Trigonometric Identity - $\tan(\pi/2 -x) - \cot(3\pi/2 -x) + \tan(2\pi-x) - \cot(\pi-x) …$

$$\tan\left(\frac{\pi}{2} -x\right) - \cot\left(\frac{3\pi}{2} -x\right) + \tan(2\pi-x) - \cot(\pi-x) = \frac{4-2\sec^{2}x}{\tan{x}}$$

L.S.

$= \cot{x} - \tan{x} - \tan{x} + \cot{x}$

$= 2\cot{x} - 2\tan{x}$

$= 2\left(\frac{\cos{x}}{\sin{x}} - \frac{\sin{x}}{\cos{x}}\right)$

$= 2\left(\frac{\cos^{2}x - \sin^{2}x}{\sin{x}\cos{x}}\right)$

$= 2\left(\frac{1-2\sin^{2}x}{\sin{x}\cos{x}}\right)$

$= \frac{4 - 2\sin^{2}x}{\sin{x}\cos{x}}$

• Not sure where to go from here.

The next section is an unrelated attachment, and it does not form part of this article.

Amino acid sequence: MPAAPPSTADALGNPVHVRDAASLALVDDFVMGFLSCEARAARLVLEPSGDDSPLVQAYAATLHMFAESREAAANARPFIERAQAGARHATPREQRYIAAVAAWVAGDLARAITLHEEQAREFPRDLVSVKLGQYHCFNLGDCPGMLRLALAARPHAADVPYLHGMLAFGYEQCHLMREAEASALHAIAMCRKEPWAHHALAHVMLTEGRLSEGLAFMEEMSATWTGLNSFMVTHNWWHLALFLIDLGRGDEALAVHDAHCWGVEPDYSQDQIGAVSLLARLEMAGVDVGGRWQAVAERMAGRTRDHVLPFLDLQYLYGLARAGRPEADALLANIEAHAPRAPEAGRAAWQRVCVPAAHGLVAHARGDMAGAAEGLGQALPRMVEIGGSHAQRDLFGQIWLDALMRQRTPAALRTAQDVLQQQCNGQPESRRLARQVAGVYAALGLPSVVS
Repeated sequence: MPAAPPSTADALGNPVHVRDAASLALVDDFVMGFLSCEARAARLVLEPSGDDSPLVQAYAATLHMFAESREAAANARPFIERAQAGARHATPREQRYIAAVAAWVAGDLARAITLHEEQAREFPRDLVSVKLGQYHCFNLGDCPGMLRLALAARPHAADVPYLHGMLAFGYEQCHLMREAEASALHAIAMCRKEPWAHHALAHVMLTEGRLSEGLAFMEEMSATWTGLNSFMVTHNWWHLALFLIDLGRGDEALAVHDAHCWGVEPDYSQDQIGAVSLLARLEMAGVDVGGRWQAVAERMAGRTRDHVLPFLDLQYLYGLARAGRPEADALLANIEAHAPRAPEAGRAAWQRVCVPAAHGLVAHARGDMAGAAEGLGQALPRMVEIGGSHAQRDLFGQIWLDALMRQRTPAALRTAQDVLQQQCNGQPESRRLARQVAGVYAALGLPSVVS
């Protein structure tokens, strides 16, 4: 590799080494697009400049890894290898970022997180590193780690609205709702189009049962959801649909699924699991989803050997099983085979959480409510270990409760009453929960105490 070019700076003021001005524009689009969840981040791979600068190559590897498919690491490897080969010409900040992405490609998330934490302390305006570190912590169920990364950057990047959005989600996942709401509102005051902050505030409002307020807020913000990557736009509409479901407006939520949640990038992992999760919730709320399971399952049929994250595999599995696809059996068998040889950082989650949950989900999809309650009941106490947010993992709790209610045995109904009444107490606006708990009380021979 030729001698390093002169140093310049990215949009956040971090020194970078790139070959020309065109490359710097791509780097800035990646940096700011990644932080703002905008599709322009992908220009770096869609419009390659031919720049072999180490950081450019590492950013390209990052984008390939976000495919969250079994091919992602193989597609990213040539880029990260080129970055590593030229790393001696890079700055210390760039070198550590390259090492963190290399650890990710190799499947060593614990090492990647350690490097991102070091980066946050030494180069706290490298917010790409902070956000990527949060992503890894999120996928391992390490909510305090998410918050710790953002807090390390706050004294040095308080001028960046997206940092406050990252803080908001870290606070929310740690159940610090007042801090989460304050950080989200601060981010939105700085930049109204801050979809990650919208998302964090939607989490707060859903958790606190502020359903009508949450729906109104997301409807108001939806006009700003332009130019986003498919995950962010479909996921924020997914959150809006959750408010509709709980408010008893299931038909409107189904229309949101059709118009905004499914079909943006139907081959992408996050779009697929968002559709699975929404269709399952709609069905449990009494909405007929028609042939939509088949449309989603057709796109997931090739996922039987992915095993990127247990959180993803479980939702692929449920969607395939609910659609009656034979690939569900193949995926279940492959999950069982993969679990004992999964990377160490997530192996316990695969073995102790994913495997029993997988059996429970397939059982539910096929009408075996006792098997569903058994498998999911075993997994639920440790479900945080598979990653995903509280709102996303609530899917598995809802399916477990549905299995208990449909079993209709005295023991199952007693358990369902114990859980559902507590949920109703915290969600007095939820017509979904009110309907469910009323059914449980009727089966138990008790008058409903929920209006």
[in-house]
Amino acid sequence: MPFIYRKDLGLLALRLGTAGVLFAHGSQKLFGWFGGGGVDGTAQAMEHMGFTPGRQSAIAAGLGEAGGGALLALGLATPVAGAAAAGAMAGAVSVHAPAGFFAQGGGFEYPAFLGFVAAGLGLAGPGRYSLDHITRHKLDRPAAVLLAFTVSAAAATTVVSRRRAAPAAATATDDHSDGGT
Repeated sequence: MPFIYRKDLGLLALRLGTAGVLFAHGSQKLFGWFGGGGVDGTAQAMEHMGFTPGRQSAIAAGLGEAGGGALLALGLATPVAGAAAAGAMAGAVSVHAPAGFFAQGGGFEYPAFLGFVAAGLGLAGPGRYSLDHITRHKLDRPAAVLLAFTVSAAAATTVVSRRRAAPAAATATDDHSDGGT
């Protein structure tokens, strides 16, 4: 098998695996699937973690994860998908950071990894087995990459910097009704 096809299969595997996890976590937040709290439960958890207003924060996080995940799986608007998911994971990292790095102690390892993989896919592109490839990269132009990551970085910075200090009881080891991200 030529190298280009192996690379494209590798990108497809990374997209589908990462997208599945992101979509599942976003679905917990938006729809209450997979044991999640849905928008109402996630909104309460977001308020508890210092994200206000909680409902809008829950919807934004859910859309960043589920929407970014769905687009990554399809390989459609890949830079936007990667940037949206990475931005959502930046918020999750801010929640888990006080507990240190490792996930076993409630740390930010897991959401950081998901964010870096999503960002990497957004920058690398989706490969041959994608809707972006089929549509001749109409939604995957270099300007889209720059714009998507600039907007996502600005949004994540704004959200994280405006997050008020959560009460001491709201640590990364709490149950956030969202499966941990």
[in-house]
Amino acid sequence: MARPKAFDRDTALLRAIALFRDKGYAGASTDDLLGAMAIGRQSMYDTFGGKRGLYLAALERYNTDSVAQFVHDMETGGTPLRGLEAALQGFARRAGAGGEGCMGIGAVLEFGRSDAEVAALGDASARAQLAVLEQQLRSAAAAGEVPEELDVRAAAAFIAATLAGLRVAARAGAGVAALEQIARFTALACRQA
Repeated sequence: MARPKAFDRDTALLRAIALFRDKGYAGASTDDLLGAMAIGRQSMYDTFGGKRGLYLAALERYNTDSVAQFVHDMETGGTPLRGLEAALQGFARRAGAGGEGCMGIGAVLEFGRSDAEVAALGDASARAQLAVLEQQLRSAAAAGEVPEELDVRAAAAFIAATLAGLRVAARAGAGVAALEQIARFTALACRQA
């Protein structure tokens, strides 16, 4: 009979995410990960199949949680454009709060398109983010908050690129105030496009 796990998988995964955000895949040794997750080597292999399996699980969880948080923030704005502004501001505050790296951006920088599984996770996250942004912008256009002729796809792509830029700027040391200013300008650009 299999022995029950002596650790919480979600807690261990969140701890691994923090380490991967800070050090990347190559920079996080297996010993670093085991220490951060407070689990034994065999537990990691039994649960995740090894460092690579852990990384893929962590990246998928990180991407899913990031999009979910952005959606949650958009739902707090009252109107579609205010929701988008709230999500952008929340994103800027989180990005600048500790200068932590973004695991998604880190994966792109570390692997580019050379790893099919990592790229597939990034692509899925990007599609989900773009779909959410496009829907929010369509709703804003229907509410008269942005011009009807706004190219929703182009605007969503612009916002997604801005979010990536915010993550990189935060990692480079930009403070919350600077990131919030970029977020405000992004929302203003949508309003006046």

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You may want to look here (meta.math.stackexchange.com/questions/5020/…) on how to typeset your questions so that it is easier for people to read. –  user17762 Nov 8 '12 at 2:08

You have simplified your initial expression to $2 \cot(x) - 2 \tan(x)$. Make use of the following trigonometric identities: $$\cot(x) = \dfrac1{\tan(x)}$$ $$\sec^2(x) - \tan^2(x) = 1$$ and simplify to get what you want.
$$2 \cot(x) - 2 \tan(x) = 2 \left( \dfrac1{\tan(x)} - \tan(x)\right) = 2 \left( \dfrac{1 - \tan^2(x)}{\tan(x)}\right)$$ Making use of this identity we have that $\tan^2(x) = \sec^2(x) - 1$. Plug this in your numerator and you that $$2 \cot(x) - 2 \tan(x) = 2 \left( \dfrac{1 - \sec^2(x) + 1}{\tan(x)}\right) = \dfrac{4 - 2 \sec^2(x)}{\tan(x)}$$
@DavidSalib Yes. You have $\sin^2(x) + \cos^2(x) = 1$. Now divide by $\cos^2(x)$ to get $\tan^2(x) + 1 = \sec^2(x)$. –  user17762 Nov 8 '12 at 2:10